Penicillin: Pharmaceutical Companies: Cooperation & Competition
with the growing interest of the pharmaceutical industry and U.S. government
alike, several obstacles still stood in the way of the mass production
of penicillin. Penicillin, a naturally occurring substance, posed several
production difficulties. For instance, Fleming and subsequent penicillin
researchers recognized the compound's temporal and pH-dependent instability
(Wainwright, 1996, 15). In 1939-1940, Heatley, in addition to his improvised
culture vessels and back-extraction technique, developed a quantitative
assay procedure-the "cylinder plate" or "penicillinder"
(Moberg, 734). This method, despite penicillin's instability, facilitated
the production of enough of the substance to initiate clinical trials
at Oxford. The assay procedure, as well as Heatley's "
of a defined unit of penicillin activity," contributed significantly
the eventual development of penicillin-innovations that he shared with
the NRRL and Merck upon his visit to the U.S. in 1941 and that subsequently
spread throughout the industry (Hobby, 82; Helfand, et al., 42). [Moberg
does not include visuals of Heatley's innovations. Where might we locate
Nonetheless, penicillin remained a problematic compound.
Penicillin cultures sometimes became contaminated. Moreover, there was
the problem of insufficient yields, as reflected in the high cost of penicillin
(Swann, 159). As noted above, the NRRL's efforts to overcome these production
difficulties lent it a pivotal role in the movement towards the mass production
of penicillin. Its development of more productive strains, a more effective
growth medium, and more efficient submerged fermentation methods complemented
advances made by private industry. For instance, as noted earlier, Pfizer
had experience with submerged fermentation. Specifically, in 1929, James
Currie and several other researchers working at Pfizer evaluated submerged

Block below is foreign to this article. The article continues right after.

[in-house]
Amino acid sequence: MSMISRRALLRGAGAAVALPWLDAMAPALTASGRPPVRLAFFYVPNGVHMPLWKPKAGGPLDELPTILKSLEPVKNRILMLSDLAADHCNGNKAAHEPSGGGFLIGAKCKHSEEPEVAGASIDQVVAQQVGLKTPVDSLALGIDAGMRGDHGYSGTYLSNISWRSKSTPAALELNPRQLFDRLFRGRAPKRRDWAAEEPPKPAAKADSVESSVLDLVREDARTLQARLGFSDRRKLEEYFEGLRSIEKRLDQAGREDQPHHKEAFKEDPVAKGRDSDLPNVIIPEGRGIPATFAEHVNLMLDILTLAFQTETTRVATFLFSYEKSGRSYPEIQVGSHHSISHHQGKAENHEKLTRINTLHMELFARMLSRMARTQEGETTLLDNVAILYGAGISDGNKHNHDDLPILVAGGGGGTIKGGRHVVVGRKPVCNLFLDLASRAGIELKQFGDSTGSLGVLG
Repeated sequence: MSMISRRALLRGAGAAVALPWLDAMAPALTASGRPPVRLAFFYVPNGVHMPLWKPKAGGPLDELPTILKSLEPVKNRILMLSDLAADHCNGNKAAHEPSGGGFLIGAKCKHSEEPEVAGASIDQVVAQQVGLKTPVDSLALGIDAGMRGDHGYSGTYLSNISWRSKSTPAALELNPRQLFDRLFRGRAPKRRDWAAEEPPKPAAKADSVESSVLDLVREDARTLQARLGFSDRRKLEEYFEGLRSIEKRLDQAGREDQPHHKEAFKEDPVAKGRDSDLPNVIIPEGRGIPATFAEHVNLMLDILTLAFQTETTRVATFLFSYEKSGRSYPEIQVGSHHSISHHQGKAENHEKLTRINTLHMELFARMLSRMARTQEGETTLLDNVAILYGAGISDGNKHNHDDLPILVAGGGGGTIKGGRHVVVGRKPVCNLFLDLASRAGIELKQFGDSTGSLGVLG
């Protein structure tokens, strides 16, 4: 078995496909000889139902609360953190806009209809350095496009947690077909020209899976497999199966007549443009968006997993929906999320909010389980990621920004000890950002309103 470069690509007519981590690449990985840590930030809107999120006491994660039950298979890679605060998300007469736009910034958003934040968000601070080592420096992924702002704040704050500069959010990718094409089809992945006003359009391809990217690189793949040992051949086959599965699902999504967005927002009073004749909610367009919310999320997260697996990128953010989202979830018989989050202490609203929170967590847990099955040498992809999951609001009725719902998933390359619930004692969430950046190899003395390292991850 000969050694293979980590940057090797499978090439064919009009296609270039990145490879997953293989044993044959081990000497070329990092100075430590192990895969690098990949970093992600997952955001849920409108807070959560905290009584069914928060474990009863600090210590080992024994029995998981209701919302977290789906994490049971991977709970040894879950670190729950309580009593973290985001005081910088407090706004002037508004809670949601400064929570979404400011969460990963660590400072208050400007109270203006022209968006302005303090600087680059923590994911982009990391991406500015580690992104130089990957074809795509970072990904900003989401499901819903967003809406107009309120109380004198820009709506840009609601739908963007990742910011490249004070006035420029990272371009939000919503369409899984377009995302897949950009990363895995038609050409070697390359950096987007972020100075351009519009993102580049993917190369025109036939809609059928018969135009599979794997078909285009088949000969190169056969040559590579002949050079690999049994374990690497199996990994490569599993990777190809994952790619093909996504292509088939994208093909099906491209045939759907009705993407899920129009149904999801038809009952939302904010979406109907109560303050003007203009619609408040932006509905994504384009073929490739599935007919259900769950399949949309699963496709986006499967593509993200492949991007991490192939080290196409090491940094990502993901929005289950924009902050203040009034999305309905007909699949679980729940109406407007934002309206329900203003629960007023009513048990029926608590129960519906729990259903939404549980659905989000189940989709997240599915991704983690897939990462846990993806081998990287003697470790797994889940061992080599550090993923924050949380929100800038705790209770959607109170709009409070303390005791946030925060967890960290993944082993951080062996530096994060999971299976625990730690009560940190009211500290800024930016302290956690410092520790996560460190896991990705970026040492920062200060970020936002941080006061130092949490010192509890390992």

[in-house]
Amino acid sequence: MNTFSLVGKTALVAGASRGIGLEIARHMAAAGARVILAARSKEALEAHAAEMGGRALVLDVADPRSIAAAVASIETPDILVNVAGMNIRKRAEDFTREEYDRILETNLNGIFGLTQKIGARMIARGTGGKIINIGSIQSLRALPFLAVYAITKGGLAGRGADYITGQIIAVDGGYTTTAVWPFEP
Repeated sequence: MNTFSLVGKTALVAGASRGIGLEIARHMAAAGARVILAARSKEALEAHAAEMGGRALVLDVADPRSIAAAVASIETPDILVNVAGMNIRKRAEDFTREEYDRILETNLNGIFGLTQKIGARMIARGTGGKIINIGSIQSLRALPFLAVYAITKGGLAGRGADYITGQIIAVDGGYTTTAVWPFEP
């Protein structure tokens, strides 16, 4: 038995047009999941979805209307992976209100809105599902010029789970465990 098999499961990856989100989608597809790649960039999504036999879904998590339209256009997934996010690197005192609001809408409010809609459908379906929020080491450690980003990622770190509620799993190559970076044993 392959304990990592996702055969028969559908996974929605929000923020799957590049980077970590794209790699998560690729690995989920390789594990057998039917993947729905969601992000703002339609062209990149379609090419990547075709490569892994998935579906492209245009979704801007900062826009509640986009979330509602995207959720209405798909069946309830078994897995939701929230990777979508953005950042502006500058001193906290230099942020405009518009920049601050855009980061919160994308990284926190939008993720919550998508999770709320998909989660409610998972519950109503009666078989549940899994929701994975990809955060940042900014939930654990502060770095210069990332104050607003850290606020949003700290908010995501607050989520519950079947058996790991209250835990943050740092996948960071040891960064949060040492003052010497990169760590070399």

versus surface fermentation in the production of gluconic acid (Hobby,
178, 183). The submerged process proved a success. From 1941 on, Pfizer,
due in part to the knowledge gained from this earlier development, concentrated
on developing means of penicillin production in large tanks or vats to
work in combination with the production improvements made by the NRRL
(Hobby, 96). Merck subsequently began converting its cylindrical steel
vessels, in which flat pans had been placed for surface culture growth,
into deep fermentation tanks with a 750-gallon capacity (Helfand, et al.,
43). [I believe Erin has pictures of these tanks from several articles
and advertisements (speak with her for citations). Have they already been
Although Pfizer and other pharmaceutical companies recognized
that in order for production to be possible economically they must pursue
submerged growth methods, they nevertheless continued to produce the substance
via surface fermentation in flasks, bottles, and trays. Though this stationary
surface process demanded vast amounts of media surface area as well as
high capital and labor costs, it allowed them to fulfill at least some
of the immediate needs the medical profession and armed forces while they
developed effective submerged technology (Helfand, et al., 43; Hobby,
183). Despite the advances of the NRRL and Pfizer's research group over
a decade earlier, it seems that these contributions did not have "immediate
industrial applicability" (Swann, 159).
Richards's recommendation, Bush appointed a penicillin advisory committee
on November 17, 1943 to examine which organizations and companies within
the U.S. should be selected to partake in the penicillin synthesis project.
In a response to an October 2, 1943 letter from Richards, George Merck,
speaking for his company as well as for Squibb and Pfizer, agreed to continue
research at their own expense and to collaborate among themselves and
with British researchers. He did, however, suggest that building new facilities
and involving too many companies, especially those without proven scientific
capacity, would be unwise (Helfand, et al., 47). Richards, without waiting
for Merck's response, contacted fourteen additional companies. The advisory
committee, which consisted of Hans T. Clarke, a Columbia University biochemist,
Coghill, and Roger Adams, a University of Illinois organic chemist, selected
ten of the seventeen suggested companies (Swann, 163). In addition, the
synthesis program involved several unaffiliated companies, five British
firms, and several government agencies, universities, and research foundations